Geographic Information Systems (GIS) software was used to derive zonal statistics, the maximum, minimum, mean, range, and standard deviation. The zonal polygons used were those created by yield monitor equipped harvesters, and matched the size of the harvesting swaths. Any raster surface of any attribute, from any proximal, remote sensing system can be summarized for these five statistics of each swath element polygon. These zonal statistics can then be utilized as variables in many kinds of statistical analysis. A limitation is that many potential users do not yet fully understand what this capability can add to their experimental procedures. Another limitation is that it is difficult to effectively manage the large amounts of data produced for input into an analysis or created from the completed analysis. A variable rate of poultry litter was successfully applied based on prescription written following the generation of geo-referenced field maps based on inherent variation in soil organic matter (SOM), apparent electrical conductivity (ECa), and topographical map. The research is designed to identify which of the prescriptions (SOM, ECa, or topography) is more effective for corn and cotton yield and for reducing the amount of litter needed for optimal yield. Sustainability of repeated poultry litter application has been measured using chemical analysis of soil samples taken after harvesting three crops in a rotation (cotton, corn, and soybean). This revealed trends that indicate rotating crops may be necessary to minimize the buildup of excess nutrients derived from repeated poultry litter application. Subsurface banding of raw broiler litter showed that up to 9 tons per acre can be applied to soils. This is a greater rate than can be applied by traditional surface applications. Spacing of subsurface bands of poultry litter showed that the spacing between two consecutive subsurface bands may not be important for cotton yield. This research was continued to test the performance of cotton planted in plots that had received solid poultry litter in the previous three years by subsurface banding spaced every 12 or 40 inches (30 or 100 cm) with no further fertilization. Winter and spring plantings of Magnolia variety of wheat were grown in a greenhouse for 30 days under three fertilizer treatments of complete, minus nitrogen, and minus potassium, variations of Hoagland’s nutrient solutions. Two fully-expanded leaves on the main stem were used for measurements of reflectance and transmittance (450-1095 nanometers (nm), 5 nm resolution) and chlorophyll and potassium concentrations. Plants were harvested approximately 60 days after transplanting and sampled for leaf area, shoot and root biomass, and leaf nutrient concentration. The data sets will be analyzed using multivariate to determine relationships between the waveband or waveband ratio with changes in a leaf constituent. On a cooperator’s small farm, an experimental study area of approximately two acres was identified and geo-referenced; treatment plots were marked. Pretreatment soil samples were collected and analyzed to establish baseline soil test nutrient levels and compost, and gypsum treatments were applied in the fall of 2013. Soil samples were collected in spring 2014 to assess treatment effects. Characterization of cooperator farm combining anaerobic digestion of poultry litter biomass broilers to heat poultry houses and solar energy supplements have begun. Economic analyses/resource sustainability for on-farm energy independence will be determined in the next research phase. A cooperator farm was intensively sampled for the presence of bioaerosols following land application of swine effluent. Effluent application was also sampled during this time period as it was readily available. Samples were collected from 10 to 50 m downwind of the operation during the summer application season. Effluent and aerosol samples were collected from July through October to characterize the growing season manure source and aerosol plume. Nine sub-watershed locations were identified throughout Mississippi and sampled monthly from January throughout the year. Water and soil samples were collected throughout this time period and analyzed to establish fecal (culture) and genetic (molecular) marker presence throughout winter, spring, and summer seasons. Additionally, fecal samples were characterized from locations when samples were available. A field and macrocosm column study were carried out whereby the addition of organic matter (fecal material) and variable moisture’s impact on pathogen survival were monitored. Soil (field) and fecal (column) samples were measured for pathogen presence and persistence throughout spring and early summer of 2014. A second study measuring the impact of rhizosphere populations was initiated in August 2014. Swine mortality composting experiments were completed and composts from containers with and without passive aeration were analyzed for nutrients, zoonotic bacteria, and gaseous emissions. Data has been compiled for statistical analyses. An experimental system was established employing Cone-tainer racks to support soil columns in plastic tubing inside controlled temperature chambers in the lab, and methods were developed for placement and monitoring of zoonotic pathogens in the soil. Litter gas production of ammonia and greenhouse gases (carbon dioxide, nitrous oxide, and methane) and litter properties (temperature, moisture content, acidity, nutrients) were analyzed for intermittent broiler flocks with litter aged 2 to 5 years. Results will initially be used to develop a deterministic model for relationships among the parameters associated with location within broiler houses. When completed, producers will have a decision tool to mitigate emissions as well as determine where nutrient extremes occur; the model can also be used for improvements in house structure and litter management. Software prototypes to calculate the various bit-planes of any image product have been developed for both Erdas-Imagine and Matlab. An early software prototype to automate the derivation of zonal statistics for any kind of raster image product has been developed. Once the data are imported into the Statistical Analysis System (SAS), statistical measures describing patterns of spatial autocorrelation can be estimated. Once these measures are estimated, insight into the spatial pattern of an agricultural ecosystem is best quantified. Initial results suggest that this approach to image analyses provides many opportunities for learning new knowledge about agricultural fields. Cooperation with a crop consultant in the West Texas High Plains and a producer in the Mississippi Delta have explored diverse methods of georeferenced information from several sensor types to develop and then analyze effects of variable rate seeding across several management zones. A large commercial corn field was utilized at each location. The analysis of results for the Texas location indicated that the consultant’s expertise in setting the seeding rates by zone was very close to the predicted, optimized, seeding rates. However, if the predicted seeding rates derived after harvest had been used, there would have been an expectation of lower seeding costs without an adverse effect upon yield. These experiments also show the need to use an experimental design that provides a way to monitor cultivar by environment interaction.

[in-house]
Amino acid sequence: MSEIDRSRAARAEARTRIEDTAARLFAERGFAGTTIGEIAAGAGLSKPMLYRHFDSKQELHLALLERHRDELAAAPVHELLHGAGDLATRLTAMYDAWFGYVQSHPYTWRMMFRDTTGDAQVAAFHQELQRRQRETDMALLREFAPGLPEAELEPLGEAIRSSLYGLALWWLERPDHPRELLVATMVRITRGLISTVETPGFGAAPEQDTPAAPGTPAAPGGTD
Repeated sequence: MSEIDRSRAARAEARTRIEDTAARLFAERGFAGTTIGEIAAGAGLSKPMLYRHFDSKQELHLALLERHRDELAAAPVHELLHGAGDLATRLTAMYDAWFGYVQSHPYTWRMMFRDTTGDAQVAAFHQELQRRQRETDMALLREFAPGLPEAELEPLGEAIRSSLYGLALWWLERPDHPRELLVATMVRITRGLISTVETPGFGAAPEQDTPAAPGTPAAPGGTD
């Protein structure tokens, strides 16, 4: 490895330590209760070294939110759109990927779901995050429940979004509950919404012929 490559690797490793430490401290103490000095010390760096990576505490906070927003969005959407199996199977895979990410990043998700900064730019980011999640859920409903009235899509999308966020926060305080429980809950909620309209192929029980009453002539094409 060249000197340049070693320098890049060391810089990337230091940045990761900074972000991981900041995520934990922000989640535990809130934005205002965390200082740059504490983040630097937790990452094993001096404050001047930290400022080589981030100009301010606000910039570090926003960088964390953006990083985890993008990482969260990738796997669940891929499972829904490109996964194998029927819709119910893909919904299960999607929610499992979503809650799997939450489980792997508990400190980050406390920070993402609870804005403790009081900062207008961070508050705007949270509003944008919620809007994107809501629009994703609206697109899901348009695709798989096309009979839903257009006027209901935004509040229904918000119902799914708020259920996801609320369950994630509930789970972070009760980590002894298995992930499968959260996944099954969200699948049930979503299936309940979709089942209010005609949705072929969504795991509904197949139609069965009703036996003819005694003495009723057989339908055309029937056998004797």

1. Moisture and organic matter increase pathogen persistence. Foodborne bacterial pathogens are influenced by the combination of organic matter and moisture content of the surrounding soil. The pathogen, once present in the soil, can persist for long periods of time, up to 210 days, if given ideal conditions such as high organic matter and soil moisture. Scientists in the Genetics and Precision Agriculture Research Unit at Mississippi State, MS, measured the survival of foodborne pathogens in various combinations of soil, fecal waste, and moisture level using microcosms and column studies. Escherichia coli O157:H7, Salmonella, Listeria, and Campylobacter persisted for varying times, although Salmonella combined with cattle manure appeared to persist for the longest period of time. The column study demonstrated the varying effect of groundwater level, with ground water levels between 45 and 15 cm below the surface demonstrating large differences in survival, while immediately below the surface was similar to 15 cm below the surface, due to a vertical wicking effect. The research demonstrates that foodborne pathogens only require moisture in the surrounding soil and an organic matter source to persist for long periods of time, which may help explain the potential contamination scenarios responsible for recent outbreaks.